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"We spread round. I crept, on hands and knees. The spears fell out because they hadn't barbs on. The pig ran away and made an awful noise—"
"It turned back and ran into the circle, bleeding—"
All the boys were talking at once, relieved and excited.
Then Maurice pretended to be the pig and ran squealing into the center, and the hunters, circling still, pretended to beat him. As they danced, they sang.
"Kill the pig. Cut her throat. Bash her in."
Ralph watched them, envious and resentful. (4.197-206)
We start off with boys killing pigs, then boys pretending to kill boys who are pretending to be pigs, and finally Jack hunting down Ralph in pretend—maybe—hopes of impaling his head on a stick. The boys get eased into murder, just like we get eased into reading about it. And, just maybe, that's how we get ourselves involved in bloody wars.
There was a space round Henry, perhaps six yards in diameter, into which [Roger] dare not throw. Here, invisible yet strong, was the taboo of the old life. (4.14)
The boys still feel the pull of their previous, ordered, civilized life in England. At least for now.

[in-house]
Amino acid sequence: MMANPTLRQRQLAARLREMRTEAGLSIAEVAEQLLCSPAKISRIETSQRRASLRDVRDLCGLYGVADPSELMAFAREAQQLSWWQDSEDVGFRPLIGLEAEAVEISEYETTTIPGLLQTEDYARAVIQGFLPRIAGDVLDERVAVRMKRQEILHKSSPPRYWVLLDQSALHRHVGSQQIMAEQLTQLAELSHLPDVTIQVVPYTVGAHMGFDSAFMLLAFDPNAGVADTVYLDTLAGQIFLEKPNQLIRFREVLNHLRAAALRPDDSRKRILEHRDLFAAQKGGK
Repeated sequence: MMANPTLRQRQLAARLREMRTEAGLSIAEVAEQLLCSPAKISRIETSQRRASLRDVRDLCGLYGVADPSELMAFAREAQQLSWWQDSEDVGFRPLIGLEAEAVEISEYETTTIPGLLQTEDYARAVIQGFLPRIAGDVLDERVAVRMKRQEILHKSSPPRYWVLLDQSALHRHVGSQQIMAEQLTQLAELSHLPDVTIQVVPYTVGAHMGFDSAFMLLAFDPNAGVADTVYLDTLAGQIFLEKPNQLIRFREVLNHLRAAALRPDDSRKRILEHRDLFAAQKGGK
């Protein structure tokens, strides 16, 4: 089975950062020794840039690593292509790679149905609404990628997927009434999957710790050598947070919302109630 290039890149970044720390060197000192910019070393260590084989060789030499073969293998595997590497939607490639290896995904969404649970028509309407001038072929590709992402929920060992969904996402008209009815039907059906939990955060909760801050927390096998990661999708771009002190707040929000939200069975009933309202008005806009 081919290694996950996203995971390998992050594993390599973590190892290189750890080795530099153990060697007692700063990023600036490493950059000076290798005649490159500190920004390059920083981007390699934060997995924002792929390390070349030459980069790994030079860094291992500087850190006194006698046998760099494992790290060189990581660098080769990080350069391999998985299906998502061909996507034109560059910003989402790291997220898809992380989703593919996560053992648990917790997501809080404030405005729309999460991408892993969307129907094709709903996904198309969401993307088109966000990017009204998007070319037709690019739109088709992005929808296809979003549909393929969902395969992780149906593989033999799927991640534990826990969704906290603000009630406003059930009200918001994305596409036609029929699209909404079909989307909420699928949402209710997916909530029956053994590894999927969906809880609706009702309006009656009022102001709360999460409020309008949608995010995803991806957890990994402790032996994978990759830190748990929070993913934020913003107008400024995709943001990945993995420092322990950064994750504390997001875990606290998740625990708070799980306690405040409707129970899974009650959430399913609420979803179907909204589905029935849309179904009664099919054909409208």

Henry was a bit of a leader this afternoon, because the other two were Percival and Johnny, the smallest boys on the island […].
Roger and Maurice came out of the forest […]. Roger led the way straight through the [sand] castles, kicking them over, burying the flowers, scattering the chosen stones. Maurice followed, laughing, and added to the destruction. (4.7-8)
Roger is a schoolyard bully whose power comes from brute force. In the movies, the smart scrappy kids always end up beating the bully in the end. But does that happen in real life? Without rules to keep him in check, he's going to rise to the top. Although, note that he never makes it all the way to the top—he seems to be second in command. If the naval officer hadn't shown up, would he have eventually overthrown Jack?